Sleep and Addiction: Is Sleeping Too Much Okay?


Anyone who has ever gone through an addiction to drugs or alcohol, or anyone who has ever watched a loved one struggle with one, knows firsthand just how difficult that journey to sobriety can be. An addiction, or substance use disorder, can wreak havoc on all areas of a person’s life. It can cause financial hardship, deterioration in health, loss of one’s job, homelessness, death, etc. Addiction can also have a devastating effect on a person’s sleep. Some people end up sleeping too much, which can result in other problems for your ultimate recovery from your addiction.

Addiction is often defined as “a brain disease brought on by chronic drug use that interferes with and makes changes to brain circuitry and chemistry, and these changes lead to compulsive drug using behaviors.” These changes in the brain are also what lead to both long-term and short-term sleep difficulties. The connection between drug use and sleep often goes both ways; substance abuse can hinder a person’s ability to sleep, and subsequently, difficulty with one’s sleep can also lead to an addiction or substance abuse problem as people turn to them in order to help them fall asleep.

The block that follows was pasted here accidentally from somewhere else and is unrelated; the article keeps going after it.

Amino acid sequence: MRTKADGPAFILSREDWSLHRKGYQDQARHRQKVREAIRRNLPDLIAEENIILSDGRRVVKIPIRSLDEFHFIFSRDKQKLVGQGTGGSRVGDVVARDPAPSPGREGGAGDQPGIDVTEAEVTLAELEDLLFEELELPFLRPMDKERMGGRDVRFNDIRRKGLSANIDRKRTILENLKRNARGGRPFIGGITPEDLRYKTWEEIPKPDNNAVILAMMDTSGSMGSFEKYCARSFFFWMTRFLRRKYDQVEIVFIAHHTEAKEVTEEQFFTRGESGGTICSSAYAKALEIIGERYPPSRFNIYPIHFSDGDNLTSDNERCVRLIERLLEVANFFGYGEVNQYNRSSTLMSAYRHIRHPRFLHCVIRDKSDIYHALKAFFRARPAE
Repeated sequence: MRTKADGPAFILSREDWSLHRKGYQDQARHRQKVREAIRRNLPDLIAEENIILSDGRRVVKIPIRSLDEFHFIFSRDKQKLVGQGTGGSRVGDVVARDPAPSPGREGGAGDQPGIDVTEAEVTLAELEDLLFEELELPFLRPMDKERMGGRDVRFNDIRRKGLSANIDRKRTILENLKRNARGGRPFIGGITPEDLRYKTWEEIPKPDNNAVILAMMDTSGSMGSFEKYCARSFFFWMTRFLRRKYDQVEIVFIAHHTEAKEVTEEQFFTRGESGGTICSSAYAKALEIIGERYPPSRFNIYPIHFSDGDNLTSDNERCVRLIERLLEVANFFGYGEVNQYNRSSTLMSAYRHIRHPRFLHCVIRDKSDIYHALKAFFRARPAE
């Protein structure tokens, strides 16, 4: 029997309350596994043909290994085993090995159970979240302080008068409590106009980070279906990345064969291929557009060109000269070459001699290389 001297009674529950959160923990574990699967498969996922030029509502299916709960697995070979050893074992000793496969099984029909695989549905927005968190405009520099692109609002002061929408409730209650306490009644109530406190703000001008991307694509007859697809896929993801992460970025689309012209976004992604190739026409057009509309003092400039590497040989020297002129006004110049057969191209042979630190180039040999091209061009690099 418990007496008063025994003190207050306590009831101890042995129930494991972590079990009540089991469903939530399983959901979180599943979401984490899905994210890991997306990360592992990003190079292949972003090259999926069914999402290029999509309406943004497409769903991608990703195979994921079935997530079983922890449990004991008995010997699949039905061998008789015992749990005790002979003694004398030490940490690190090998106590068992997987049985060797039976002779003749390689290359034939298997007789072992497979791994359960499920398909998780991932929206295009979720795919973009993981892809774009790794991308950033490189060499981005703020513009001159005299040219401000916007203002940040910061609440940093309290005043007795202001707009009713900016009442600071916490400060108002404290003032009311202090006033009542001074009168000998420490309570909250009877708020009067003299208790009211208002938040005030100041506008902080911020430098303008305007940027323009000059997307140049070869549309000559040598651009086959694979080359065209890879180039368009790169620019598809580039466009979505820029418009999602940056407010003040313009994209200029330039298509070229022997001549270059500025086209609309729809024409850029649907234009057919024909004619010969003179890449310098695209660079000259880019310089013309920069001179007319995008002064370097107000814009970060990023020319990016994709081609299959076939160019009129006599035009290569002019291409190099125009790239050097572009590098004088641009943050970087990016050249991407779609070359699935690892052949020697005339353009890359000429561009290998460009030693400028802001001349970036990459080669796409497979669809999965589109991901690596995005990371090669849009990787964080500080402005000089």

Sometimes, withdrawal symptoms from an addiction can cause problems with your sleep schedule, which can result in over-sleeping.

Unfortunately, once someone achieves sobriety, this problem doesn’t just go away. During the first week of sobriety, most people experience some level of withdrawal symptoms, some more severe than others. While the withdrawal symptoms that are experienced can differ depending on things like that type of drugs that were used, the amount of drugs that were used, and how long the person has been using those drugs or alcohol, problems with sleep remain the most common withdrawal symptom regardless of what substances were being used.

Tips for Getting Good Sleep in Sobriety

If you are like millions of other Americans who are new to recovery, then here are a few tips to help you get restful sleep while still maintaining your sobriety.